JHCC

Two deaths

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Please say a prayer for Edmundo (my brother’s father-in-Law) and James (my old Greek professor) who both died today. Thank you.  

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Friends and family are on the list.

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Marg and I have prayed for both of them.

May they rest in God's presence and precinct.

John,  you have our sympathy and empathy.

SLAG.

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Prayers sent John. Peace be with all.

Frosty The Lucky.

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@Frosty, I think you will particularly enjoy the penultimate paragraph of the official notice from the Classics Department on Jim's death:

Quote

It is with a terrible sadness that the Oberlin Classics Department must announce the sudden and unexpected passing of Jim Helm, professor emeritus, mentor, teacher, and friend. Jim and his wife Anne were traveling this past week, and Jim apparently died suddenly and unexpectedly. Details on a memorial service are not yet complete, but Anne has indicated that it will not take place right away. We will keep you posted as news develops.

Jim was a humble, kind, and principled man with a sly sense of humor and a fondness for terrible puns. He will be remembered for many accomplishments, virtues, and characteristics; I offer a few here. Jim was a good and great teacher, particularly of the Greek language; generations of students first read Plato's *Apology* with Jim, and generations more are still reading the *Apology* from Jim's deeply learned student commentary. I am teaching from it now, and I learn from Jim on every page.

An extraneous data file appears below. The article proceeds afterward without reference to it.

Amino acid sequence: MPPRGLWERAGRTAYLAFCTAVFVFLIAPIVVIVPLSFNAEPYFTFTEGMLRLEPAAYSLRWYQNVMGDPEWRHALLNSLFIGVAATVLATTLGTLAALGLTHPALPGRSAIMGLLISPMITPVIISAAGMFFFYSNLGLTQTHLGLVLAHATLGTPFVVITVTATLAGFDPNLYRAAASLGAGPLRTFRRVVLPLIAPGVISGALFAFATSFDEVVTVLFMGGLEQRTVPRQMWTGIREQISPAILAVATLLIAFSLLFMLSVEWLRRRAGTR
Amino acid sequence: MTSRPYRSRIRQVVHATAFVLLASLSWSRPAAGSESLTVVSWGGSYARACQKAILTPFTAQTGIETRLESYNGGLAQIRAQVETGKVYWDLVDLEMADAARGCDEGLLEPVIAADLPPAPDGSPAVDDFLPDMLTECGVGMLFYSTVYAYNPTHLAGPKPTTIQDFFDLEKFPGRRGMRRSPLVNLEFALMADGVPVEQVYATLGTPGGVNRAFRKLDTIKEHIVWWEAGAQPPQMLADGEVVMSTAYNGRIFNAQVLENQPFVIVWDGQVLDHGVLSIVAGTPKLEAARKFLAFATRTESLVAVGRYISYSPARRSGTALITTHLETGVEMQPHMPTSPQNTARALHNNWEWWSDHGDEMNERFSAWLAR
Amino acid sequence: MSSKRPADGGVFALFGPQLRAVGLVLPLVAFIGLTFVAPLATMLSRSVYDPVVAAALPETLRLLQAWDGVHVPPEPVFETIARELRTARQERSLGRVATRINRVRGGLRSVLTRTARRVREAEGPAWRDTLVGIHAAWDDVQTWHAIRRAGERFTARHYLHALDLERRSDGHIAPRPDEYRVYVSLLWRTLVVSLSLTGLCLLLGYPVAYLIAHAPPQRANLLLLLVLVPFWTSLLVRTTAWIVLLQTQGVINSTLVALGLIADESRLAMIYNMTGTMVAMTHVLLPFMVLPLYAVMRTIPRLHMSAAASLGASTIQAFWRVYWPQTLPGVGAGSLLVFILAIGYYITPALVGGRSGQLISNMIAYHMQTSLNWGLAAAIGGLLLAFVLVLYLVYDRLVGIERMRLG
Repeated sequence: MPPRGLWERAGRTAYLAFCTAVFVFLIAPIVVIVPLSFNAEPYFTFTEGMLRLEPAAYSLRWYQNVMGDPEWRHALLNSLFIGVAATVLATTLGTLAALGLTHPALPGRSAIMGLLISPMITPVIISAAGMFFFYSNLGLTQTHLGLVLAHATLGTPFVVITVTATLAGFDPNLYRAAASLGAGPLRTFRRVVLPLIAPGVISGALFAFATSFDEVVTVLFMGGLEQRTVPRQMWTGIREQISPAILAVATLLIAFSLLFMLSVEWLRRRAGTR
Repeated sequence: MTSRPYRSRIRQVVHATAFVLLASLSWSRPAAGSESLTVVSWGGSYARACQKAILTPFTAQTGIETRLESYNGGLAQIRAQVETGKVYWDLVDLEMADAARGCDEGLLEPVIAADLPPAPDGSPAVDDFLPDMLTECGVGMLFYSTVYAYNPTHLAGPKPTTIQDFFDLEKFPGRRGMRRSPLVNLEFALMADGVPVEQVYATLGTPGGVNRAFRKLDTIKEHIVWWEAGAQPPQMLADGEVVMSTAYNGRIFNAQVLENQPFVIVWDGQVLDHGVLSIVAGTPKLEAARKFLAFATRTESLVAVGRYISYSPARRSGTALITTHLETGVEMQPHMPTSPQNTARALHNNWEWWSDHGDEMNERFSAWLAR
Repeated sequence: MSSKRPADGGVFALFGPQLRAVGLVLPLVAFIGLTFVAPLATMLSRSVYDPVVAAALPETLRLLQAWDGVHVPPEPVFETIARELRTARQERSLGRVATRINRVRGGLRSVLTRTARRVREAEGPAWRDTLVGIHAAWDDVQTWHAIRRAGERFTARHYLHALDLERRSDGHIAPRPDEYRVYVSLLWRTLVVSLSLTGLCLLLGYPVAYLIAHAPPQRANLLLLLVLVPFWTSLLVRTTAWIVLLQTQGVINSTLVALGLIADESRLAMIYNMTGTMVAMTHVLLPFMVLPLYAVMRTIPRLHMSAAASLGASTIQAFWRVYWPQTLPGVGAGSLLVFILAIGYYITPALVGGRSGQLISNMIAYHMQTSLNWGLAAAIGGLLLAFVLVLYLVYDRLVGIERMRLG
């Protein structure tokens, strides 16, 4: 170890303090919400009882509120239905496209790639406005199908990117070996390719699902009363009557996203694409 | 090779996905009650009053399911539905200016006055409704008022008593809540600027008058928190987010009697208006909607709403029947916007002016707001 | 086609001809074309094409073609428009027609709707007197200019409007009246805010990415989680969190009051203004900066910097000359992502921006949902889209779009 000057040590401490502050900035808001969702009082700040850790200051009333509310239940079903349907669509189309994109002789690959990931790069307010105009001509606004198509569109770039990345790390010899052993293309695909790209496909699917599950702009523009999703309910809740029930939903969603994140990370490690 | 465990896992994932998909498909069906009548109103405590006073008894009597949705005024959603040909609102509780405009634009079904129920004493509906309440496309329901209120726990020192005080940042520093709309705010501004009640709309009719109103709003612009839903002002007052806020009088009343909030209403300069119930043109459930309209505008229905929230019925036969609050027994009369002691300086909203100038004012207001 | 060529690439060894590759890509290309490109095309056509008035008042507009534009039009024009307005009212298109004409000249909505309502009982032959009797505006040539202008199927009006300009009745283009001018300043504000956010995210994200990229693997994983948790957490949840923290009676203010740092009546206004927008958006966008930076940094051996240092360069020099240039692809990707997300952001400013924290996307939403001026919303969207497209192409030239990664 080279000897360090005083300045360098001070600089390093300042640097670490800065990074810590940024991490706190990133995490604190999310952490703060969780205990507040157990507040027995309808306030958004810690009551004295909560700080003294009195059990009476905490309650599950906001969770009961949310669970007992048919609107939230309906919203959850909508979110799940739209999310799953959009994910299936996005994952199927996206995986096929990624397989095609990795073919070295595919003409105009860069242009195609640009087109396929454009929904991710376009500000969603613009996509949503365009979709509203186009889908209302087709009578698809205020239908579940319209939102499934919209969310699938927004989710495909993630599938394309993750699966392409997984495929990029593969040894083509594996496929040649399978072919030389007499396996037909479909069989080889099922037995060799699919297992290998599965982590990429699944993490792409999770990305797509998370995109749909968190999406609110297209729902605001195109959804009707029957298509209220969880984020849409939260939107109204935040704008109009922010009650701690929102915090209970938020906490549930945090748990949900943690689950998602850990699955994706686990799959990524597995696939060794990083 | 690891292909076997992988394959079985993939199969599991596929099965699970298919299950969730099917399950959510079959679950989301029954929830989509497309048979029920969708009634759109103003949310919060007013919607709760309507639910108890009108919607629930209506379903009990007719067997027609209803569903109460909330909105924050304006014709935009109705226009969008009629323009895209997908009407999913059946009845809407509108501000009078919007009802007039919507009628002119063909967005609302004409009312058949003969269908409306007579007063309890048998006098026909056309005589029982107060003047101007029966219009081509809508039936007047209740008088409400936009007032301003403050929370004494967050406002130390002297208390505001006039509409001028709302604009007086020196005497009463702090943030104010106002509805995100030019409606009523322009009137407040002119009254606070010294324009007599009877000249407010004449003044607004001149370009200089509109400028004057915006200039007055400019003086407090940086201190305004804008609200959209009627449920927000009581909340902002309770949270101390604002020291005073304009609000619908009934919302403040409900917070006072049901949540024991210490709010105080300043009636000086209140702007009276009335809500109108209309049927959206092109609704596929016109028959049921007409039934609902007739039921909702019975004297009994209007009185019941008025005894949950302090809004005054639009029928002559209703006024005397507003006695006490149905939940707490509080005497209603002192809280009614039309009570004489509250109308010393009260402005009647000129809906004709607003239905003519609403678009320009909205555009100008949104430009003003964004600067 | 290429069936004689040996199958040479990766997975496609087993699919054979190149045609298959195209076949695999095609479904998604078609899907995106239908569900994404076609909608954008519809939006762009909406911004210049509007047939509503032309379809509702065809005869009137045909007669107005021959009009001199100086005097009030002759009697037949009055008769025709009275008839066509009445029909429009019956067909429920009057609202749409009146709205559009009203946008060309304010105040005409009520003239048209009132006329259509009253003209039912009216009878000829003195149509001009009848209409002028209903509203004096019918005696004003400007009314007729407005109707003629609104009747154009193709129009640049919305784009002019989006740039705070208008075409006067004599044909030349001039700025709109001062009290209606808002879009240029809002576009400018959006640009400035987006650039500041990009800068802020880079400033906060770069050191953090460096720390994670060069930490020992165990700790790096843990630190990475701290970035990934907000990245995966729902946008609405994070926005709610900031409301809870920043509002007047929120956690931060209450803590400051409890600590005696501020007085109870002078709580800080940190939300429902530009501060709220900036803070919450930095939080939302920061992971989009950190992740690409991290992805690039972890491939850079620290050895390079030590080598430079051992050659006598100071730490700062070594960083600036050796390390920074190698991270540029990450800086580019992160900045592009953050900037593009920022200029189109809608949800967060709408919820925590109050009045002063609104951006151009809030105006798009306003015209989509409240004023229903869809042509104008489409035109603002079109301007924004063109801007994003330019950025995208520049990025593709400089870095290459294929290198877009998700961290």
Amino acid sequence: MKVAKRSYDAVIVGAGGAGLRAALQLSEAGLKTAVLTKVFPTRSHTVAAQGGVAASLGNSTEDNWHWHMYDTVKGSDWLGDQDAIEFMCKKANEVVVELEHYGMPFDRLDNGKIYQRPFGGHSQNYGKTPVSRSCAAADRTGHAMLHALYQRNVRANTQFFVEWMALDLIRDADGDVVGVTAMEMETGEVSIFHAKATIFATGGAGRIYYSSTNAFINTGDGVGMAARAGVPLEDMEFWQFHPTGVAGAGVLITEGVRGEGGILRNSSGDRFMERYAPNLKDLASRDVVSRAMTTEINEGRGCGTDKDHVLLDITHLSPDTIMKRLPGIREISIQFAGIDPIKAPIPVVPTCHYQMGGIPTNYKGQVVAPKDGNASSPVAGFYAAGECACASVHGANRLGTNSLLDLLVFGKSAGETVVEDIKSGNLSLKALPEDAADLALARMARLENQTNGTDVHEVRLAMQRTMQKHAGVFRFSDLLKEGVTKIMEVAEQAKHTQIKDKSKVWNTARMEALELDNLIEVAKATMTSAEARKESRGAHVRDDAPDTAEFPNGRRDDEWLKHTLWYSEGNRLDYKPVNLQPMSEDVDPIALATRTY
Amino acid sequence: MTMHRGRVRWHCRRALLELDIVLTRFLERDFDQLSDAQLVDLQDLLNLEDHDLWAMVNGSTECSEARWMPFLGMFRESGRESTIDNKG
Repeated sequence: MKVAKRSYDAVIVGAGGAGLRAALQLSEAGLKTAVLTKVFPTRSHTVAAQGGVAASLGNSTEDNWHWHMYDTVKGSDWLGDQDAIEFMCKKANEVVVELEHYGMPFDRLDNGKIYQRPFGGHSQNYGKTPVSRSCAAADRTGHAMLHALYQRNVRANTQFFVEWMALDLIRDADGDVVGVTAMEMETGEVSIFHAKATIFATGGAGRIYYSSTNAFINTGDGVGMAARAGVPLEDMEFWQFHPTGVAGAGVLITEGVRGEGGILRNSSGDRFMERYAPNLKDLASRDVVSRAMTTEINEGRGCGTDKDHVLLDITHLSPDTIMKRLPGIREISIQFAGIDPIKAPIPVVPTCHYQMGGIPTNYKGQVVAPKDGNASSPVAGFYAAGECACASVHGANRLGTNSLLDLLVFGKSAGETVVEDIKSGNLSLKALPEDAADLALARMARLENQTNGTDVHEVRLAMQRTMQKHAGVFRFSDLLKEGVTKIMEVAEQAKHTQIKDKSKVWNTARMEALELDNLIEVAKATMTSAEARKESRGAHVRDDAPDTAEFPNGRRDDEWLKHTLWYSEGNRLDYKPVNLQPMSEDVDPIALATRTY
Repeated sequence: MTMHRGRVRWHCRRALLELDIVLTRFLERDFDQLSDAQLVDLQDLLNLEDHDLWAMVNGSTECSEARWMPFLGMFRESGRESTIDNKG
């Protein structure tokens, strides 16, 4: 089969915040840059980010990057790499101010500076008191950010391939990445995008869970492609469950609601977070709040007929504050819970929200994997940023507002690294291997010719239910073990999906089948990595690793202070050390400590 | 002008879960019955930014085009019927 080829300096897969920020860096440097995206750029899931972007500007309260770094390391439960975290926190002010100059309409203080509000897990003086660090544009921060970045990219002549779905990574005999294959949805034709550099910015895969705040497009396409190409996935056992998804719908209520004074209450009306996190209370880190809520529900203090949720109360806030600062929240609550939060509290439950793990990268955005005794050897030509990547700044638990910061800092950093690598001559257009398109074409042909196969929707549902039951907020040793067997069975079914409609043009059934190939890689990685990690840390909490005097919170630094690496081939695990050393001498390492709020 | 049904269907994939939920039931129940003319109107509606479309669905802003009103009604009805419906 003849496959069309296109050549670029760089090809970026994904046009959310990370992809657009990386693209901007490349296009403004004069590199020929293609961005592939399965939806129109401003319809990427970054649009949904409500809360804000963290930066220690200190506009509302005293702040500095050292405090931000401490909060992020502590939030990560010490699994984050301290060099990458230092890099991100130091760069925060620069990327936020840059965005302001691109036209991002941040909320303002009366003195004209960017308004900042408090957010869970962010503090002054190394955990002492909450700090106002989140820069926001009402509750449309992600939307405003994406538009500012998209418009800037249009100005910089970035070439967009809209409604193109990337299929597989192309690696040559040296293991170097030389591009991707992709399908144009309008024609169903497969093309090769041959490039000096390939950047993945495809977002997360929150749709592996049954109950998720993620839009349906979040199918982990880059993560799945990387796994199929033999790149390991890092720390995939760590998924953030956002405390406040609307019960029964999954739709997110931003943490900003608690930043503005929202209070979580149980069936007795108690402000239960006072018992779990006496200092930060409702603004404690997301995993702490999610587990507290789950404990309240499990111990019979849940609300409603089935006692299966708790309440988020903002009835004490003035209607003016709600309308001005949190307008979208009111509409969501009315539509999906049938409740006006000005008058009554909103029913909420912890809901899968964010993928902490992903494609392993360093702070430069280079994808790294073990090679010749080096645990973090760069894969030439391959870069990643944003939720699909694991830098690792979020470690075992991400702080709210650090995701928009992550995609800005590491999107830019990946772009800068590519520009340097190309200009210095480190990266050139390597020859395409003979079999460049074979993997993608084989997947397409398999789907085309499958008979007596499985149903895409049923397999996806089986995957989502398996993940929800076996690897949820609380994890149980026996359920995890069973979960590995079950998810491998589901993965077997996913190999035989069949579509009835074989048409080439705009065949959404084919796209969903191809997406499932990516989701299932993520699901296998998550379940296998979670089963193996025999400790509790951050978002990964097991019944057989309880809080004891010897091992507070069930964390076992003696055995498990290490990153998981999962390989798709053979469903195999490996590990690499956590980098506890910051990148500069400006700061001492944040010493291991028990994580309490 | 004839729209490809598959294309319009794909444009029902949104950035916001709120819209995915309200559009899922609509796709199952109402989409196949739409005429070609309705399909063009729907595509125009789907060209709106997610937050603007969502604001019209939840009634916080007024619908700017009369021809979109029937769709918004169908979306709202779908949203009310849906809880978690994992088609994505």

It was Jim who started Oberlin's "Bardic Reading" in 1993, a nearly-yearly event in which students of Oberlin Classics read aloud a long work of classical literature (most traditionally, the *Iliad*, *Odyssey* or *Aeneid*; less traditionally, the extant works of Aristophanes, or [once!] Lucan's *de bello civili*). In the early years of the event, Jim would stage it on Sunday in the 'Sco; Jim always stayed until the end, would help wrap things up at 3 or 4 am Monday, and then appear, alert and apparently refreshed for his 9:00 am class -- much to the amazement of his dazed and exhausted students.

Jim retired, characteristically, at the age of 65, not because he was done teaching, but because he felt that he should make room in a crowded field for a younger scholar. Jim always did the right thing, simply and quietly, with principle but without demonstration, no matter the cost to himself.

As will all of us, I will miss Jim a great deal. Perhaps most of all, I will miss the sly grin he used to show when he had a really terrible pun to spring on the unsuspecting. His delight in these moments was always infectious, and it is that fleeting moment of sheer enjoyment - just before the pun - that stays with me today.

Our deepest condolences to Anne, Jim's surviving son Bennet, and all of their family members.

 

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I am reminded how often I tell the story of how easily he could be distracted into endless discussions of the minutiae of Greek grammar -- which was especially useful if you hadn't done that day's translation.

Of course, what little I actually remember of Ancient Greek grammar is dominated by the information he shared in those extensive tangents. He may well have been wiser than I knew.

5 minutes ago, Cannon Cocker said:

a man who's type

"whose"

;) 

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